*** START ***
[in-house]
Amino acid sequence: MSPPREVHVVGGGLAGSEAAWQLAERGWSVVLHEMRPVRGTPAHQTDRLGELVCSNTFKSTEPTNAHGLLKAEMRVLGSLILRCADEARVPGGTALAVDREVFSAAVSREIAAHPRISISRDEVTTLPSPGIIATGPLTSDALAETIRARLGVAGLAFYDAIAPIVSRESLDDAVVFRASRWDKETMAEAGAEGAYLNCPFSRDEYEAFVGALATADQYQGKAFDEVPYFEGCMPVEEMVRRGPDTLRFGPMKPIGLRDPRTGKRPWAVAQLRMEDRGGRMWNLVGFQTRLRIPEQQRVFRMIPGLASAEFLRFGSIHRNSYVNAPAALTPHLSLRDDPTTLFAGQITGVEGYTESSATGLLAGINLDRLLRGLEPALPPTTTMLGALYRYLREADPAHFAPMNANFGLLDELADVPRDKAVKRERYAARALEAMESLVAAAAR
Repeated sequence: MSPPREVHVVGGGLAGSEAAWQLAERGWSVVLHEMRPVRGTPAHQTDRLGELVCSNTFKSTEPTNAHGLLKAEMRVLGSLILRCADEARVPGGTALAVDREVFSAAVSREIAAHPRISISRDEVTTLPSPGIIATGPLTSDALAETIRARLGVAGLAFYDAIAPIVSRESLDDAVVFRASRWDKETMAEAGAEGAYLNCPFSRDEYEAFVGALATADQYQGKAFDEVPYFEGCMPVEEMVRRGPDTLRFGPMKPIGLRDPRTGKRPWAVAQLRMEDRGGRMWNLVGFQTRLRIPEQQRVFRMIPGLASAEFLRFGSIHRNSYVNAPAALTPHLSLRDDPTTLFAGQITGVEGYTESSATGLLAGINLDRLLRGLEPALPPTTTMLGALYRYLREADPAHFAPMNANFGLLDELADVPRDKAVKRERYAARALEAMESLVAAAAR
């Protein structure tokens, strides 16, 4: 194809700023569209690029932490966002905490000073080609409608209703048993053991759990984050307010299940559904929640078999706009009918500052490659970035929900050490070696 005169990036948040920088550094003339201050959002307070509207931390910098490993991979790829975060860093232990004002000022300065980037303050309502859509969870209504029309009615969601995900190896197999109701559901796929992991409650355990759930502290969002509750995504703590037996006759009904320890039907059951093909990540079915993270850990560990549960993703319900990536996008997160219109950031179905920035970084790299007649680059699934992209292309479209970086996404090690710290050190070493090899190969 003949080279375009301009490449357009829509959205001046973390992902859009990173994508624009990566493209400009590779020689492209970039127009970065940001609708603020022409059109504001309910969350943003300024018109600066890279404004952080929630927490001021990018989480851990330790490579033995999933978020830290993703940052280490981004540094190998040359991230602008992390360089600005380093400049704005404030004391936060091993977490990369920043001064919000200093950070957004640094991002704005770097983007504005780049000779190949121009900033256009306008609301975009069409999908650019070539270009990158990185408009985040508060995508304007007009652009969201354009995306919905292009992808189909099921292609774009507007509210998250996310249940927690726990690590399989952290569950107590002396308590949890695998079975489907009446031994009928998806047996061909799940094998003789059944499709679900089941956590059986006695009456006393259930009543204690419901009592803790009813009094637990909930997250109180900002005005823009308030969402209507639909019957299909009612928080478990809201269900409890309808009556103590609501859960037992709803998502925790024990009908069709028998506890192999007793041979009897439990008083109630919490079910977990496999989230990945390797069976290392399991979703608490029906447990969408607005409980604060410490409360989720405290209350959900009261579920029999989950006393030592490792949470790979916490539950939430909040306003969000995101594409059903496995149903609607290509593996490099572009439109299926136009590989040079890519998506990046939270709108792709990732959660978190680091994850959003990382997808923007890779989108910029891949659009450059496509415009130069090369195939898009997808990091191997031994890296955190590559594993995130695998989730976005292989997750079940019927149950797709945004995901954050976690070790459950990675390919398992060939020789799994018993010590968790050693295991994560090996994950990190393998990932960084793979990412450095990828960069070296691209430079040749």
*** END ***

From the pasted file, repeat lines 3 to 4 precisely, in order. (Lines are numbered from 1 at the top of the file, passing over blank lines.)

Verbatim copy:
Repeated sequence: MSPPREVHVVGGGLAGSEAAWQLAERGWSVVLHEMRPVRGTPAHQTDRLGELVCSNTFKSTEPTNAHGLLKAEMRVLGSLILRCADEARVPGGTALAVDREVFSAAVSREIAAHPRISISRDEVTTLPSPGIIATGPLTSDALAETIRARLGVAGLAFYDAIAPIVSRESLDDAVVFRASRWDKETMAEAGAEGAYLNCPFSRDEYEAFVGALATADQYQGKAFDEVPYFEGCMPVEEMVRRGPDTLRFGPMKPIGLRDPRTGKRPWAVAQLRMEDRGGRMWNLVGFQTRLRIPEQQRVFRMIPGLASAEFLRFGSIHRNSYVNAPAALTPHLSLRDDPTTLFAGQITGVEGYTESSATGLLAGINLDRLLRGLEPALPPTTTMLGALYRYLREADPAHFAPMNANFGLLDELADVPRDKAVKRERYAARALEAMESLVAAAAR
């Protein structure tokens, strides 16, 4: 194809700023569209690029932490966002905490000073080609409608209703048993053991759990984050307010299940559904929640078999706009009918500052490659970035929900050490070696 005169990036948040920088550094003339201050959002307070509207931390910098490993991979790829975060860093232990004002000022300065980037303050309502859509969870209504029309009615969601995900190896197999109701559901796929992991409650355990759930502290969002509750995504703590037996006759009904320890039907059951093909990540079915993270850990560990549960993703319900990536996008997160219109950031179905920035970084790299007649680059699934992209292309479209970086996404090690710290050190070493090899190969 003949080279375009301009490449357009829509959205001046973390992902859009990173994508624009990566493209400009590779020689492209970039127009970065940001609708603020022409059109504001309910969350943003300024018109600066890279404004952080929630927490001021990018989480851990330790490579033995999933978020830290993703940052280490981004540094190998040359991230602008992390360089600005380093400049704005404030004391936060091993977490990369920043001064919000200093950070957004640094991002704005770097983007504005780049000779190949121009900033256009306008609301975009069409999908650019070539270009990158990185408009985040508060995508304007007009652009969201354009995306919905292009992808189909099921292609774009507007509210998250996310249940927690726990690590399989952290569950107590002396308590949890695998079975489907009446031994009928998806047996061909799940094998003789059944499709679900089941956590059986006695009456006393259930009543204690419901009592803790009813009094637990909930997250109180900002005005823009308030969402209507639909019957299909009612928080478990809201269900409890309808009556103590609501859960037992709803998502925790024990009908069709028998506890192999007793041979009897439990008083109630919490079910977990496999989230990945390797069976290392399991979703608490029906447990969408607005409980604060410490409360989720405290209350959900009261579920029999989950006393030592490792949470790979916490539950939430909040306003969000995101594409059903496995149903609607290509593996490099572009439109299926136009590989040079890519998506990046939270709108792709990732959660978190680091994850959003990382997808923007890779989108910029891949659009450059496509415009130069090369195939898009997808990091191997031994890296955190590559594993995130695998989730976005292989997750079940019927149950797709945004995901954050976690070790459950990675390919398992060939020789799994018993010590968790050693295991994560090996994950990190393998990932960084793979990412450095990828960069070296691209430079040749």